The prices of iron ore have almost doubled in the last one year, on account of strong economic growth, globally. China's decision to curb steel production and rising iron ore prices have pushed steel prices to record highs.
Iron ore prices soared past US$200 on Tuesday, driven by reports that China's largest steelmaking province, Tangshan, is planning to ease requirements for production cuts at its mills in the second half of 2021. The base metal is mined in around 50 countries. Australia is the leading exporter of the metal, which is used in almost every industry.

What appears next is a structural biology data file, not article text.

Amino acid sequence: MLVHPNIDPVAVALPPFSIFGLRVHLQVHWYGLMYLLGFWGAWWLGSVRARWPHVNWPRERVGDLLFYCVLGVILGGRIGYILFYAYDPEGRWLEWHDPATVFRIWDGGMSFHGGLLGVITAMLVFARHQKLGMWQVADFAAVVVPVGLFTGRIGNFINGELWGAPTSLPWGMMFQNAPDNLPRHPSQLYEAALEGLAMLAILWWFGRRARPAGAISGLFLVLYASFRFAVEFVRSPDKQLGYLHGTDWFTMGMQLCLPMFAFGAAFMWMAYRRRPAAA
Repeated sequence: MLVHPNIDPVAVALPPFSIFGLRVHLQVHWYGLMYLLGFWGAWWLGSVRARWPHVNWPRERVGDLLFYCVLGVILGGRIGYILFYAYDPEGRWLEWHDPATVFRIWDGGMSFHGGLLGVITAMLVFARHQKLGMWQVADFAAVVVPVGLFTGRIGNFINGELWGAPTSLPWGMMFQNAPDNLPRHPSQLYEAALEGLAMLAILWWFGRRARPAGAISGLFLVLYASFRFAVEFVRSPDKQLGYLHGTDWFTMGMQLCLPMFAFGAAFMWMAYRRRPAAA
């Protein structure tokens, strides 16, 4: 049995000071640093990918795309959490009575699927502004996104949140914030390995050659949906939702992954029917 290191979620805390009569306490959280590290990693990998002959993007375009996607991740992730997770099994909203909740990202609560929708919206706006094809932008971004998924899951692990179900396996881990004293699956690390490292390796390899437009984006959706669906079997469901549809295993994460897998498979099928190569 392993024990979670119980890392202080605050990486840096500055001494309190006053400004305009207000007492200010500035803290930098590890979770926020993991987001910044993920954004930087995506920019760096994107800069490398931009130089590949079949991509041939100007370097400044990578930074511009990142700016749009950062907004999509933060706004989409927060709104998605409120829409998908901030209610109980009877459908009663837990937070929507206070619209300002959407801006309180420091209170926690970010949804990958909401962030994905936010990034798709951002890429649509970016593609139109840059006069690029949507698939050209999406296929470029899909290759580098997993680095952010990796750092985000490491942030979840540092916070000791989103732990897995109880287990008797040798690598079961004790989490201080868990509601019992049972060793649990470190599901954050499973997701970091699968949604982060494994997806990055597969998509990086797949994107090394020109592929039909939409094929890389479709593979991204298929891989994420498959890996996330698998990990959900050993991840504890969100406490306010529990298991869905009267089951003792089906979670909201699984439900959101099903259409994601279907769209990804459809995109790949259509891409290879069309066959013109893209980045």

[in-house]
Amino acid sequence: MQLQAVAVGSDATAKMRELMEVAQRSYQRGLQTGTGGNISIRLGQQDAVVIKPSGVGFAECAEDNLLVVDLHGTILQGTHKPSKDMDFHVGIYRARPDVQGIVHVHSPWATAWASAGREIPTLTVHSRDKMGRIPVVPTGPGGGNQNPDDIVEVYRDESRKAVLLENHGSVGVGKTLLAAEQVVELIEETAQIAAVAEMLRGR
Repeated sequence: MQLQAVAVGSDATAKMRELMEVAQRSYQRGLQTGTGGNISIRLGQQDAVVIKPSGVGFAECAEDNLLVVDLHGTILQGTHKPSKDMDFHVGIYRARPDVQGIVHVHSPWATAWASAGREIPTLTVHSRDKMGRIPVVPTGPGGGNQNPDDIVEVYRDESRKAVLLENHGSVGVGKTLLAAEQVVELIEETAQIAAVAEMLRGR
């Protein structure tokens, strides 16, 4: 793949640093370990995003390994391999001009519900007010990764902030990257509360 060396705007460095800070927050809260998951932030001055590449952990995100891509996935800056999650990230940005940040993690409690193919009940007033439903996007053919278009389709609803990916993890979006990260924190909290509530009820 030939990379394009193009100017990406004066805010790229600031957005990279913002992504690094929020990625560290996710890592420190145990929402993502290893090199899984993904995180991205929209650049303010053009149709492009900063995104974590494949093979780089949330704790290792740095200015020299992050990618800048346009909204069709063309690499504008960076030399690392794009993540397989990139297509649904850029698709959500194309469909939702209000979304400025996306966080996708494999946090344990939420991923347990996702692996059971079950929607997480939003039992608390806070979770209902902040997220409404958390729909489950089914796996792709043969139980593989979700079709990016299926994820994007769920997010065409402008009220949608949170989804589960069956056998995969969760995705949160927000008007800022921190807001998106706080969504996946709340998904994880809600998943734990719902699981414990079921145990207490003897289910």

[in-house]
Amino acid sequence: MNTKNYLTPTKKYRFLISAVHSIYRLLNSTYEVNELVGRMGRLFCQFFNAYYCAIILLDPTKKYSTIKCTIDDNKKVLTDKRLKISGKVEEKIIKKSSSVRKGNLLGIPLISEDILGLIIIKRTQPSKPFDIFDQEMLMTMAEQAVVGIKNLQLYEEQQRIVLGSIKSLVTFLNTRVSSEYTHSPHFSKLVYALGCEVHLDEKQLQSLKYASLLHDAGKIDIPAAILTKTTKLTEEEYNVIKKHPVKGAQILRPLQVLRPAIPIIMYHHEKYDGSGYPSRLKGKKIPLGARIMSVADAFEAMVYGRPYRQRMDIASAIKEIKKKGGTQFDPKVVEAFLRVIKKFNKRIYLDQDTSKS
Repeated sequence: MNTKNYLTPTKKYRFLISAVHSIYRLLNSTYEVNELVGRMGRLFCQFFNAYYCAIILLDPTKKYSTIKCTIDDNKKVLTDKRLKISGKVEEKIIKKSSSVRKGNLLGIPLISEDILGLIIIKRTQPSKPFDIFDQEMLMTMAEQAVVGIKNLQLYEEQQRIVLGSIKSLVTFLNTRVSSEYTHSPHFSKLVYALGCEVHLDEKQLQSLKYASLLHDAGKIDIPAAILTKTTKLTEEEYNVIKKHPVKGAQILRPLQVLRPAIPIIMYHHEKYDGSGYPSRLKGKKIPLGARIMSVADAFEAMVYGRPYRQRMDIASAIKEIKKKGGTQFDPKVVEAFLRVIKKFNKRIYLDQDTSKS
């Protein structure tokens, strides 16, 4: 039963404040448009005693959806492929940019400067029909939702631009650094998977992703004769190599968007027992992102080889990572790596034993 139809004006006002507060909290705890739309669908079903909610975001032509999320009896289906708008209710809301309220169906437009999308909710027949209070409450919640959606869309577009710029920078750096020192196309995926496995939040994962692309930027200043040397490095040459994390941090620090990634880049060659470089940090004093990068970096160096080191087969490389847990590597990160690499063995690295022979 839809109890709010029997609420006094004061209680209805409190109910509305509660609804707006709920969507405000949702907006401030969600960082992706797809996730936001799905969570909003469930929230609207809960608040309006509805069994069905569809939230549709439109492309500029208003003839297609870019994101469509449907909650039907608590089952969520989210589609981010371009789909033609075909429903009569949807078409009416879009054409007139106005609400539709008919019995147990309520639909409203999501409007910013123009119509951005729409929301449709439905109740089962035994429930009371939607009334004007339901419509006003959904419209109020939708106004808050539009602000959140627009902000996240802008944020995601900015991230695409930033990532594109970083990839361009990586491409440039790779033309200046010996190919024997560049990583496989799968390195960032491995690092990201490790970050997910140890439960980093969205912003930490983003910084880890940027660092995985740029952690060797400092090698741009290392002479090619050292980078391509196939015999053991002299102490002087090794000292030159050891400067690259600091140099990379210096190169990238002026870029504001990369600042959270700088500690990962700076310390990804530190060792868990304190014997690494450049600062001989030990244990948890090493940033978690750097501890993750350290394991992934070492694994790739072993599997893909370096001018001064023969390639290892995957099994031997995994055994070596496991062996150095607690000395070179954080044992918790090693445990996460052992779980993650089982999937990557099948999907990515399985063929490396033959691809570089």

A robust global economic recovery is the primary driver for its demand and supply. With growing economic activities, the demand for steel in construction also increases, which in turn increases the prices. China is the leading consumer of iron ore in the world.
Strong demand and higher iron ore prices coupled with China’s production curbs have fuelled the surge in domestic steel prices. Notably, the top steel-producing country had imposed limits on production in March this year to lower the country’s carbon emissions.
Though steel prices in China started soaring at the beginning of the year, the rally gained momentum in May after an abrupt surge in demand post the Labour Day holiday.
The construction and automotive sectors are the main consumers of steel. Both the industries were hit hard by the coronavirus-led supply chain disruptions. With skyrocketing steel prices, they are likely to brace for another hit.